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Roof ventilation is very important. Ensure that the intake from the eaves is adequate and not blocked in the attic with insulation. Ensure you have adequate exhausting on the ridges. Proper ventilation can extend the life of your roof. If you have any questions, you should consult with a roofing professional in your area.
Proper ventilation is extremely important for a long lasting roof. If you roof is sweating and creating condenstaion it can deteriorate your entire roofing system from the decking and supports to the underlayment and shingles. Also, depending on your climate, inproper ventilation will contribute to ice dams. I'd recommend cutting in a roof long ridge vent as soon as possible.
Ventalation is one of the most important parts of your roofing system. Has proper intake air flow coming in from the eaves of your home, where your gutters are located, and exausting through the ridge of your home. All roofing manufactors require this as part of there warranty information because it does not only affect the condisation in your attic space but will also weaken your shingles and lower there live span. If your home already has proper insolation and proper ventatation another option would be to add a power fan unit on your roof near the ridge with a humidistat built it. This will turn on automatically at whatever tempature you set and also when moisture builds but will turn on. Moisture in the attic space is common in winter months due to cold tempatures outside and heat from your attic space meeting. I would have a roofing company come out and inspect your soffits to make sure they are ventalated and also to ensure you have a ridge vent installed on your home to start.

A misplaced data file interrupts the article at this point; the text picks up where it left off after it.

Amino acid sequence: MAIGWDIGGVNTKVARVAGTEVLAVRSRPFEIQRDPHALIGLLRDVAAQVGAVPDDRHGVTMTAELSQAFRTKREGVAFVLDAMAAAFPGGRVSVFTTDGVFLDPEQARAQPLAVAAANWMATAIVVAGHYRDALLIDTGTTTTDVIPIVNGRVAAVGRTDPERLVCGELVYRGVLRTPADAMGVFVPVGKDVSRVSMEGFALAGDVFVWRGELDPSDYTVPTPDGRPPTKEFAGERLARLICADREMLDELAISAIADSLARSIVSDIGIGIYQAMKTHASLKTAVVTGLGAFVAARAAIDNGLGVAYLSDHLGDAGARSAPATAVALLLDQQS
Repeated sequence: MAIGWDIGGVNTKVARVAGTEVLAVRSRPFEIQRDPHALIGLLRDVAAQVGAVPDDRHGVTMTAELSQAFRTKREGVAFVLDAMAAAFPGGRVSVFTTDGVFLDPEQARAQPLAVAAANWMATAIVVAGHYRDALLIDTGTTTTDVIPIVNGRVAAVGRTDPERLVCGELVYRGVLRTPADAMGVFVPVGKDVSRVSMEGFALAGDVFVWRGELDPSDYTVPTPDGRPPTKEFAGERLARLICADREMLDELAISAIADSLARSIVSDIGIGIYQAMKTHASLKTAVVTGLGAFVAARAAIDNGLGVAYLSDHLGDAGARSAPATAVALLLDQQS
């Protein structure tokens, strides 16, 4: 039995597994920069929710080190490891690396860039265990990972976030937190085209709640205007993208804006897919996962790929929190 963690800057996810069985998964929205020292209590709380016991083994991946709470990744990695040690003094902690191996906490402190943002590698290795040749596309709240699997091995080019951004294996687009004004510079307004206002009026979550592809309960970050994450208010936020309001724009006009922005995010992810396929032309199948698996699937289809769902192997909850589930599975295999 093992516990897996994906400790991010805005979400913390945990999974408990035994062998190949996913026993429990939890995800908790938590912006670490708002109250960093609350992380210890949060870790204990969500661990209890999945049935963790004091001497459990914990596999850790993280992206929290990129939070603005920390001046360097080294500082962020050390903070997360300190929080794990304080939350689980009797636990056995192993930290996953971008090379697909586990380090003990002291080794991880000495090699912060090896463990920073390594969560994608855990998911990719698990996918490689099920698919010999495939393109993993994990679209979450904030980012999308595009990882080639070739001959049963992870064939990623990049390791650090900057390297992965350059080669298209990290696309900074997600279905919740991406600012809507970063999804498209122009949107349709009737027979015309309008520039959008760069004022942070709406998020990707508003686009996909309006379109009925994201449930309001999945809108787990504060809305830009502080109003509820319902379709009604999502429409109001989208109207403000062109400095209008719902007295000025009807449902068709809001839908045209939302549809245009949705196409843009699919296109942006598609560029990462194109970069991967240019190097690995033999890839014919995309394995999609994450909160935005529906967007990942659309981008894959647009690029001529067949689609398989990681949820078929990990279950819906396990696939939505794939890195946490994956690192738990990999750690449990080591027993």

Although each home is unique in design, it's safe to say that virtually every home should have a properly vented ROOF. A properly insulated home, with a properly vented roof, should not have a condensation problem.
Did you do diligence to see who you were dealing with? Was the roofer licensed or required to be by the state or local unit of governement? ? Was a permit pulled and the job inspected by a building officia/ when completed? If not call your local building official and have them come out to look at the job? The roofer may be in violation of the bullding codes and be subject to disciplinary action by the state. I would check all these things before you proceed with a lawyer. Last if that contractor is not established, he won't have the money to fix it. But if he is insured you may be able to go after his insurance company. So aways ask to see a license, insurance and work comp certificate when dealing with any company and find out how long they have been in business prior to signing any contracts.
Ideally, you will have no sweating if you have proper insulation and ventialtion. Generally moisture forms by ice freezing on the bottom side of the roof sheathng or the nails sticking through tje shething and when it melts you have water( sweating.) Not good. This can lead to wet insulation, mold and deterioration of the sheathing and or framing members. Get itchecked by a professional.
In twenty years it only came up once. It was an old house and the owner knew it was substandard. It is taken for granted by most people that a house was built to code and still in sound condition. It would seem logical then if you put the same riding material on the house everything should be alright. There not enough inclination here to even guess what went wrong but you need to get a licensed, or at least certified inspector, and another reputable roofer to evaluate the installing and structure to determine Weiss at fault.
This is a strange situation. I wonder what type of roofing material was used? It would be very unusual for an asphalt shingle to be too heavy for a roof. So was the roof framing undersized in the first place? Were there existing deficiences which were not corrected, that should have been corrected prior to re-roofing? Indeed, you may need a lawyer to sort this out. Good luck.
Hello Debbie, I would ask how that was determined. I think that fact that the question was brought up in the first place really raises a red flag. In my experience, if there was a question about changing the laod on a structure an engineer should have been consulted. I would ask the contractor to make things right based off the advise of an engineer. Note-If this contractor is a roofer, I would not think that would be a good fit for the repairs.
We wish you the best,
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